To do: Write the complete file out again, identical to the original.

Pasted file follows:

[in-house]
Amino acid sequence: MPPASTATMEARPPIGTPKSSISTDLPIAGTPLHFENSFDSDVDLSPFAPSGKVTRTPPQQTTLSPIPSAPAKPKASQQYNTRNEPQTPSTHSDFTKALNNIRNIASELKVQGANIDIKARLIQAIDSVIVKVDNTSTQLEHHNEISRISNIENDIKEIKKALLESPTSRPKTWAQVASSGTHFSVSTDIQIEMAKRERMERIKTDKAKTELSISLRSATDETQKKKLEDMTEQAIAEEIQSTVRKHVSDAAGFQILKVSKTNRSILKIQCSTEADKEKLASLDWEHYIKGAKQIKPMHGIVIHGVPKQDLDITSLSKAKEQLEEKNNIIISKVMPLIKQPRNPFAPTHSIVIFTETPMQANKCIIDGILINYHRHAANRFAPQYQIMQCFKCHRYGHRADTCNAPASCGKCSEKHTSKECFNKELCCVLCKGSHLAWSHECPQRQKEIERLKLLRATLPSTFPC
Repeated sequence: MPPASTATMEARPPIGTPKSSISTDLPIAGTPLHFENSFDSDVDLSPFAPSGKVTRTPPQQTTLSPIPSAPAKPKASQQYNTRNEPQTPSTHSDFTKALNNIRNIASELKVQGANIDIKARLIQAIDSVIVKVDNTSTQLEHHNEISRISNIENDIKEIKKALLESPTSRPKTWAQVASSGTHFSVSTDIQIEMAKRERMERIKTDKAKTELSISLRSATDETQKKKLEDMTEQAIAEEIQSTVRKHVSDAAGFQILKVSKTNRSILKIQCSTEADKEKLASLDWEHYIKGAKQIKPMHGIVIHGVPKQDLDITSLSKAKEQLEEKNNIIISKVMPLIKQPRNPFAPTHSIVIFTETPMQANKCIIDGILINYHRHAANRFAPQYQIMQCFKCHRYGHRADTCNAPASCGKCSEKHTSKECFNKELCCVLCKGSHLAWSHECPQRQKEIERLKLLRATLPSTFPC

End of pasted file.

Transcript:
[in-house]
Amino acid sequence: MPPASTATMEARPPIGTPKSSISTDLPIAGTPLHFENSFDSDVDLSPFAPSGKVTRTPPQQTTLSPIPSAPAKPKASQQYNTRNEPQTPSTHSDFTKALNNIRNIASELKVQGANIDIKARLIQAIDSVIVKVDNTSTQLEHHNEISRISNIENDIKEIKKALLESPTSRPKTWAQVASSGTHFSVSTDIQIEMAKRERMERIKTDKAKTELSISLRSATDETQKKKLEDMTEQAIAEEIQSTVRKHVSDAAGFQILKVSKTNRSILKIQCSTEADKEKLASLDWEHYIKGAKQIKPMHGIVIHGVPKQDLDITSLSKAKEQLEEKNNIIISKVMPLIKQPRNPFAPTHSIVIFTETPMQANKCIIDGILINYHRHAANRFAPQYQIMQCFKCHRYGHRADTCNAPASCGKCSEKHTSKECFNKELCCVLCKGSHLAWSHECPQRQKEIERLKLLRATLPSTFPC
Repeated sequence: MPPASTATMEARPPIGTPKSSISTDLPIAGTPLHFENSFDSDVDLSPFAPSGKVTRTPPQQTTLSPIPSAPAKPKASQQYNTRNEPQTPSTHSDFTKALNNIRNIASELKVQGANIDIKARLIQAIDSVIVKVDNTSTQLEHHNEISRISNIENDIKEIKKALLESPTSRPKTWAQVASSGTHFSVSTDIQIEMAKRERMERIKTDKAKTELSISLRSATDETQKKKLEDMTEQAIAEEIQSTVRKHVSDAAGFQILKVSKTNRSILKIQCSTEADKEKLASLDWEHYIKGAKQIKPMHGIVIHGVPKQDLDITSLSKAKEQLEEKNNIIISKVMPLIKQPRNPFAPTHSIVIFTETPMQANKCIIDGILINYHRHAANRFAPQYQIMQCFKCHRYGHRADTCNAPASCGKCSEKHTSKECFNKELCCVLCKGSHLAWSHECPQRQKEIERLKLLRATLPSTFPC